4. Other inputs apart from N are not included in the profit function as they remain constant in the optimization problem. While some substitution between inputs is likely to occur in practice, the objective of this analysis is to focus on N optimal application decision.

  5. In the next section we remove the linearity and independence assumptions and solve the expected utility problem under risk aversion and correlated random deviates of yield and prices.

  6. See:

  7. Indirect emissions consist of indirect N2O emissions produced from atmospheric deposition of N volatilized, as well as N2O emissions produced from leaching and runoff of N, both as a result of N applications at the project site.

  8. Offset payments computed based on ϕ underestimate price signals to farmers because the damage function and payment structure do not include abatement of other externalities caused by N application reductions such as the contribution to water pollution of runoff and leached N as well as other indirect effects on human health.

  9. Sensitivity analysis on parameter θ is cumbersome because it requires knowing each curve’s direction of change. Many situations may occur, but for example, N applications (and N2O emissions) will decrease if  ϕ′(N; θ) curve shifts up and the marginal value product curve shifts down.

  10. In the previous section, for exposition, we assumed a farmer who maximizes under a linear utility. In what follows, we assume a utility that can accommodate different degrees of risk aversion. However results are very similar for different risk aversion levels.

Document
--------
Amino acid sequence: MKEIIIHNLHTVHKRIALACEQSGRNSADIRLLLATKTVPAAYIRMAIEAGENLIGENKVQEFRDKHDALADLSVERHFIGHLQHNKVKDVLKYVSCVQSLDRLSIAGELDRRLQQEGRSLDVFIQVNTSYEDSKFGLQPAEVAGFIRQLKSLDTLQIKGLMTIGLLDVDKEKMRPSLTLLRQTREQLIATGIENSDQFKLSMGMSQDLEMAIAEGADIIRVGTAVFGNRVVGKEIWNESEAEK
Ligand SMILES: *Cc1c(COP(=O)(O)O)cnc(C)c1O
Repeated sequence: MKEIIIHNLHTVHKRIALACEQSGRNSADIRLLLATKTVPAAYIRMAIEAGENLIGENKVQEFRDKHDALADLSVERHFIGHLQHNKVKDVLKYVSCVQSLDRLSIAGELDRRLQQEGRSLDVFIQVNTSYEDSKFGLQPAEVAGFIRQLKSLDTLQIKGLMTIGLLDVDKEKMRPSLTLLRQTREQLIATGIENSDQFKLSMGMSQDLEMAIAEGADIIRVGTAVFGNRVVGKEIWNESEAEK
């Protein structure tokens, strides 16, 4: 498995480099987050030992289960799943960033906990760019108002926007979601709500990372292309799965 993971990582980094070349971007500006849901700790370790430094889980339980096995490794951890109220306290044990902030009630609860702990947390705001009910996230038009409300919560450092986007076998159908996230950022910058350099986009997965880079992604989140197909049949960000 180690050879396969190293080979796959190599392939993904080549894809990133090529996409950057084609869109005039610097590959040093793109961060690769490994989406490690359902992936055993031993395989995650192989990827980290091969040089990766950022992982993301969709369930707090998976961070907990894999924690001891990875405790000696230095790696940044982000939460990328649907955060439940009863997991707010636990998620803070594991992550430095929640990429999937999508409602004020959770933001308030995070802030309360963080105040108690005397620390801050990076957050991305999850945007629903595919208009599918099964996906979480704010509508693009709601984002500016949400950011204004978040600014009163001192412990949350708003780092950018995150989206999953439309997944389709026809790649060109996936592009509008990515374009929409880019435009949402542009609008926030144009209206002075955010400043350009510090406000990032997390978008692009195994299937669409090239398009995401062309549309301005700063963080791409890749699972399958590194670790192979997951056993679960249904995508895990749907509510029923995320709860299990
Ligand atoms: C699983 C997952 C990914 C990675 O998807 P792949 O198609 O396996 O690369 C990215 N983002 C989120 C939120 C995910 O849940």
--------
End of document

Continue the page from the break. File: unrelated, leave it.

11. Conditioning parameters of f(y|N; θ) and ϕ(N; θ) are omitted in the rest of the paper to save notation.

  12. Similarly, to save notation we omit the conditioning parameter θ in ϕ(N; θ).

  13. The Climate Action Reserve (CAR) is currently evaluating its adoption.

  14. See

  15. See

  16. This curve is representative of the North-Central region of the United States, which includes the State of Iowa. Therefore, the value of θ in e(N, θ), omitted to ease notation, is set at the average over the firms’ values in the mentioned region.

  17. The Intergovernmental Panel on Climate Change (IPCC) assumes that N2O emissions are a constant proportion of 1.00 +/− 1 % of N applications (IPCC 2006).

  18. The rationale of this assumption is that if we average a farmer’s emission reductions over several years, they will be consistent with the incentive payment received in each year.

  19. Conclusions are conditional on the representativeness of this dataset of Iowa agronomic and weather conditions.

  20. Nitrogen application rates were not updated because average Iowa N rates remained relatively the same in the period (only 6 % increase) and do not have a clear pattern of behavior, as compared to the 51 % increase of yields around a linear trend.